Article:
The Animals Farm in Lapland. How Ethical Reindeers and Huskies Farm Are?
One of the most attractive touristic activities in Lapland is to visit the farms, husky and/or reindeer. I have to say, dear reader, I am an animal lover, and I want to hug and pet any furry creature on Earth, therefore I was so eager to go to the farms like a little kid is eager to go open the presents on Christmas morning. My imagination was running wild, thinking how I am going to be surrounded by either huskies or reindeers and I am going to play with them for hours. Pff, I was in for a surprise because I was so wrong!
What I knew about reindeers
Reindeers – semi-wild animals which are spending the winters on the farms, helped by humans, and all summer are running around in the wildness of Lapland. They are easy to breed as long as they have enough space for walking and running, they love cold weather and snow to a certain height. I was aware that most of the Fins eat reindeer meat, so I was a bit confused about this, in the sense that, how can you eat your own pet!?!?!
How wrong was I
Pretty wrong! The reindeers are taken from wildness beginning of spring and the first selection is made, the animals are marked if they will be slaughtered or if they will end up in the farm to work for the touristic safari rides we all pay big bucks for. Once this selection is made, the calves are separated from their moms and a mark is made on one of their ears to differentiate them (apparently, that is the area where they don’t feel anything).
The farm I visited I have to say, that the owners look like they were taking really good care of their reindeers and I could see that most of them were able to walk in the forest and had a good supply of food at their disposal.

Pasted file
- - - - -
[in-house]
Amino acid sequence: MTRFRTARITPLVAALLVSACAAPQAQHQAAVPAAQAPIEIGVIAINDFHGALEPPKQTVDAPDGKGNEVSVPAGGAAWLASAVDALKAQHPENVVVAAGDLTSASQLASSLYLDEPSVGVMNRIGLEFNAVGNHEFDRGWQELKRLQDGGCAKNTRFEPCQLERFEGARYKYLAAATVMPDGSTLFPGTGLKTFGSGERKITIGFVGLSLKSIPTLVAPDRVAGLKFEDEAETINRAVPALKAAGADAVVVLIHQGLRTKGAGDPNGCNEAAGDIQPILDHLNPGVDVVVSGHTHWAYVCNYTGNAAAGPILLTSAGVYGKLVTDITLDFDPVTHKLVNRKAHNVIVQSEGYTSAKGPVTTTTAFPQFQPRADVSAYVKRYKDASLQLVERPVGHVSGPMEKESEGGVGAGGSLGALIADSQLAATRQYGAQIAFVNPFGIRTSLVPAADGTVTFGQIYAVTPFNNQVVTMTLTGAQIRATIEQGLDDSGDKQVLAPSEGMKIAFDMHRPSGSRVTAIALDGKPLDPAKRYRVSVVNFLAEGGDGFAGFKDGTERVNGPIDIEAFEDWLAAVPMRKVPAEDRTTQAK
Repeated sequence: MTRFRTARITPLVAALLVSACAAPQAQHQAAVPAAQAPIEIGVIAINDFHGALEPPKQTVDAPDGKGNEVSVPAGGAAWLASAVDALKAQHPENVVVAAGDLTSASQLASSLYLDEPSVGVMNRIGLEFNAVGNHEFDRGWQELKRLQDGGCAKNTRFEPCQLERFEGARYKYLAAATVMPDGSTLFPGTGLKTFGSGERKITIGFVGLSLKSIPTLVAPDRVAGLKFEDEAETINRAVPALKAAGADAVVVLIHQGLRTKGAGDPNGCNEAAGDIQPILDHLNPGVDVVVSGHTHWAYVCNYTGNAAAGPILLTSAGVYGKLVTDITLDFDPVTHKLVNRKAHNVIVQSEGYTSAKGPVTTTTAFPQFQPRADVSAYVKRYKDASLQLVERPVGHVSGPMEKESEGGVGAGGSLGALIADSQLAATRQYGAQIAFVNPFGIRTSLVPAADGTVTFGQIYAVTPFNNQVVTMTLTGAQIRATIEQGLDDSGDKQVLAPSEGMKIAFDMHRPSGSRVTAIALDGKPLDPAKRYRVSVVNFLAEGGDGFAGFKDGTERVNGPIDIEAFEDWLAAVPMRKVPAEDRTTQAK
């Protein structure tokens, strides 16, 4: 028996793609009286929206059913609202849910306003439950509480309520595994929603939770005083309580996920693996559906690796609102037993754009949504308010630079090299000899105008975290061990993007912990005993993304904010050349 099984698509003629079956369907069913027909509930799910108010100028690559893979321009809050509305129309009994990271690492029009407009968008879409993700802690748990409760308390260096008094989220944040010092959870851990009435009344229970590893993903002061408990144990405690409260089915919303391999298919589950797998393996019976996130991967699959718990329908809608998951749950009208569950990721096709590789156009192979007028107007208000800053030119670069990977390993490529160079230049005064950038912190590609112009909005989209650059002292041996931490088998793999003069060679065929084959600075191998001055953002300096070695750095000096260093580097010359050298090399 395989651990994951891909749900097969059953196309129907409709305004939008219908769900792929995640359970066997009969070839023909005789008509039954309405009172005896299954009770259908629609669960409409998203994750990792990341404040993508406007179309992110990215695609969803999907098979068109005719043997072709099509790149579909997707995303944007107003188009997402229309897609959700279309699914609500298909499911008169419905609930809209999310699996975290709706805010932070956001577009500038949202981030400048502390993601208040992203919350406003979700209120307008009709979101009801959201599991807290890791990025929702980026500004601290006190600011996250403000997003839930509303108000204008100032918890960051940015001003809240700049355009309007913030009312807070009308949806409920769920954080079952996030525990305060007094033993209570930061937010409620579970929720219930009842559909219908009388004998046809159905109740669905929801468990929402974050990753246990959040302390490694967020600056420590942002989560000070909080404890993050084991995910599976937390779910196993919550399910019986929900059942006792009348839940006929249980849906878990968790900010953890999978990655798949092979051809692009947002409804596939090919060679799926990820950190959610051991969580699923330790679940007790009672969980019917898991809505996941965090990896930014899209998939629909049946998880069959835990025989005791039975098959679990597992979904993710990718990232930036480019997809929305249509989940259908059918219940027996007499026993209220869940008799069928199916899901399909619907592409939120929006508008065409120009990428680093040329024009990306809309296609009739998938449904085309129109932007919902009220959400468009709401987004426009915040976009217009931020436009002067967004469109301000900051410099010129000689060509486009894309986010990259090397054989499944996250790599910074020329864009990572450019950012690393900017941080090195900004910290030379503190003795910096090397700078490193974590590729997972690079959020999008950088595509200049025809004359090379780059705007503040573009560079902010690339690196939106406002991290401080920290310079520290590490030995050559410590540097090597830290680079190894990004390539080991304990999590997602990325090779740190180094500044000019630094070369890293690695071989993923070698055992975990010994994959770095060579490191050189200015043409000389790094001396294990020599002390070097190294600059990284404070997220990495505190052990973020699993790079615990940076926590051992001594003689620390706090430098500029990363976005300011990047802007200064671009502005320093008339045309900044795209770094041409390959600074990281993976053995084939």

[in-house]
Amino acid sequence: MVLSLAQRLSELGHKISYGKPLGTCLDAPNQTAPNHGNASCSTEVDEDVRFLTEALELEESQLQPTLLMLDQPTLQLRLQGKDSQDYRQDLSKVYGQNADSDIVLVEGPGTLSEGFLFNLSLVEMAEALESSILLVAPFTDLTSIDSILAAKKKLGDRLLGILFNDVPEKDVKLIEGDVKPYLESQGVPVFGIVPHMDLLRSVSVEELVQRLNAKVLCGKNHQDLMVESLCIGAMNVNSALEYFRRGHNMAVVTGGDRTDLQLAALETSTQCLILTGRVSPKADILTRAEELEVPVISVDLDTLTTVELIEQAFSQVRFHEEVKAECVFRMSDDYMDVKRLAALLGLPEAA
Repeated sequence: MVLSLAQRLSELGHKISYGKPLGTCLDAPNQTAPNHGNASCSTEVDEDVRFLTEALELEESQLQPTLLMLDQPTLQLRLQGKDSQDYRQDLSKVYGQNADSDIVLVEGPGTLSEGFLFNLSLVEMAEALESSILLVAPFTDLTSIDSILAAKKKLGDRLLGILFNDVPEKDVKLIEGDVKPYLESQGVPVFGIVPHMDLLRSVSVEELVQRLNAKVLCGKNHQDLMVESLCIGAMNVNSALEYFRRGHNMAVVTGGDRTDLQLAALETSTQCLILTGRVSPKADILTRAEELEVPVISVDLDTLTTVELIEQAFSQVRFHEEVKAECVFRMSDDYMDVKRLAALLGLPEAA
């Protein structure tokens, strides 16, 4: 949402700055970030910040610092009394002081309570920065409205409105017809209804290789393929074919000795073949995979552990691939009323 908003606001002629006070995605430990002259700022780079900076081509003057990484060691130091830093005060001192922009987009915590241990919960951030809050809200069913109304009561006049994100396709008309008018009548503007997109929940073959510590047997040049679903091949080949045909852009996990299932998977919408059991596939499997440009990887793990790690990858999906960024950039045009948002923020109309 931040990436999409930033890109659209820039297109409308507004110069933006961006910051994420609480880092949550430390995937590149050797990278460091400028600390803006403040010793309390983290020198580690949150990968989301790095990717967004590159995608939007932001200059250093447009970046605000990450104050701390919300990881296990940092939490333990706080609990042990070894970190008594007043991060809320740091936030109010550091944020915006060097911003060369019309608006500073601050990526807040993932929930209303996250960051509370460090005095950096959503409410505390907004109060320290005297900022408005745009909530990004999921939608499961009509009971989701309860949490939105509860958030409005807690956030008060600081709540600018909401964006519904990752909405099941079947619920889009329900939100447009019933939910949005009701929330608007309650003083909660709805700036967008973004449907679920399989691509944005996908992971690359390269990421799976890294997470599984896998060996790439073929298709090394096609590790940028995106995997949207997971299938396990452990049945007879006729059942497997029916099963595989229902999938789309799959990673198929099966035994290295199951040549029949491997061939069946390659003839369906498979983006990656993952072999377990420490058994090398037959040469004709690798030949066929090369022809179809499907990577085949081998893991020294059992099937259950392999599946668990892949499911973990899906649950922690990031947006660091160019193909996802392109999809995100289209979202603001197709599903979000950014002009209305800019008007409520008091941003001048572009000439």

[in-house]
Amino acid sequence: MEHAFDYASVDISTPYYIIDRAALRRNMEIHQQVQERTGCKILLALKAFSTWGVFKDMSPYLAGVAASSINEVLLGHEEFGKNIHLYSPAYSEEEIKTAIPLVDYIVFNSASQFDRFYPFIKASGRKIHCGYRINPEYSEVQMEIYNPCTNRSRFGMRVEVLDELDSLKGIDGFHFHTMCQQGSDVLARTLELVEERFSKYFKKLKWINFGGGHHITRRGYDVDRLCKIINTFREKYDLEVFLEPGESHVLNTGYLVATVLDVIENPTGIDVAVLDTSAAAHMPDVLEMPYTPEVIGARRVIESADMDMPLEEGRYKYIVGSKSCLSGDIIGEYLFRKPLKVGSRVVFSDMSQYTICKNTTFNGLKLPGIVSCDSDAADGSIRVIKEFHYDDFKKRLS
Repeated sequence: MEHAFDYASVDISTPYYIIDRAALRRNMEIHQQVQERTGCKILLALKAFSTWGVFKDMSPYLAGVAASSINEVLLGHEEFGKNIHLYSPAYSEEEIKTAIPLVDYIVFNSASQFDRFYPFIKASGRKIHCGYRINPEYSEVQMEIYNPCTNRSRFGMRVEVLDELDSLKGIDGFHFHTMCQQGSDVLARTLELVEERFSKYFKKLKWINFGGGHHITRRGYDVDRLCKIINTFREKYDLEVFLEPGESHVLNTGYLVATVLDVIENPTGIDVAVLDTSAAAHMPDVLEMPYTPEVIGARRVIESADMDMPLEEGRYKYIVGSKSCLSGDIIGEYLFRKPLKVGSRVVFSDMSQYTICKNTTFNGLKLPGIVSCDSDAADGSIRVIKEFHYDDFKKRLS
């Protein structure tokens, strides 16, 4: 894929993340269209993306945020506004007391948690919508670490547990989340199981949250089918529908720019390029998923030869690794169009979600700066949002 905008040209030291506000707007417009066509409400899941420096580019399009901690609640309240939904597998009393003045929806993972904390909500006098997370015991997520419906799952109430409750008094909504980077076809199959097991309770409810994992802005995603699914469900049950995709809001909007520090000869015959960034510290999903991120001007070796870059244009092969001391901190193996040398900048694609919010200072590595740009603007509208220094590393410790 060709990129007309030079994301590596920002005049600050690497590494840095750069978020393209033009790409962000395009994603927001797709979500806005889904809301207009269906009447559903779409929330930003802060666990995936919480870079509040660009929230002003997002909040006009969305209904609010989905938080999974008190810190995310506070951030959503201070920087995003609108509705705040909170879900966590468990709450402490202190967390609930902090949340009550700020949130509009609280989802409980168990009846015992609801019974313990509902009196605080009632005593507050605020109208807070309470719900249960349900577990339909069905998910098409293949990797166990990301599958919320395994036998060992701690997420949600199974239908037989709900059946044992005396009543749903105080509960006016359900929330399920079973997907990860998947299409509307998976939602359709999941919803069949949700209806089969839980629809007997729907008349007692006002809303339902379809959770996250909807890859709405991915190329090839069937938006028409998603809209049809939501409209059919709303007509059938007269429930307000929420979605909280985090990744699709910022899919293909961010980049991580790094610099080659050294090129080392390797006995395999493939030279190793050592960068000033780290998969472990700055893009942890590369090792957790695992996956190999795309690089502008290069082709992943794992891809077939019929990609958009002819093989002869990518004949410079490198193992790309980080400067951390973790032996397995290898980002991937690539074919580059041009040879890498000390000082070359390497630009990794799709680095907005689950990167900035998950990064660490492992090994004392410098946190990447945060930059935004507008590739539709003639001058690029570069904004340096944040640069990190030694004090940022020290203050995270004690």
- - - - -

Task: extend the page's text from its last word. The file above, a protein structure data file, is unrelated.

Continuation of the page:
I have not eaten reindeer meat, and I can’t tell you anything about the taste or flavor. I find reindeers to be sweet animals as such unbelievable that someone can eat them, but as the owners explained to me, it’s mostly about the survival instinct, whereas the winter being so harsh and long, there is nothing else to eat, hence reindeers are the good option. Their skin is used for thermos-isolation clothing and their meat for food.
What I knew about the Huskies
Huskies are dogs which love to run in the cold conditions and they are very unhappy if it’s getting warm. I knew they are tall and have long fur and the most beautiful blue eyes. I was pretty ignorant with regards to what a husky farm means and how the dogs are treated.
How wrong was I
A lot! And this is where we all need to educate ourselves, dear reader. Why do I say that? Well, during my flight to Lapland, I heard people talking on the plane about some husky farmer in Canada which killed hundreds of dogs because he couldn’t afford to feed them. This is unacceptable I thought! He could just give them to adoption or find them new houses or…so many options came to my mind, why didn’t he think about those?!?!
So, I spent a few days and nights, reading and researching about this. And apparently, a big selection is made here as the weak puppies are just killed, the same way they do it with the old/retired dogs, which can’t handle the rides.
How would you know if the farm looks after their dogs well or not?
Dear reader, firstly, you need to see how transparent the farm’s marketing materials are and how open they are about their standards when you are questioning them.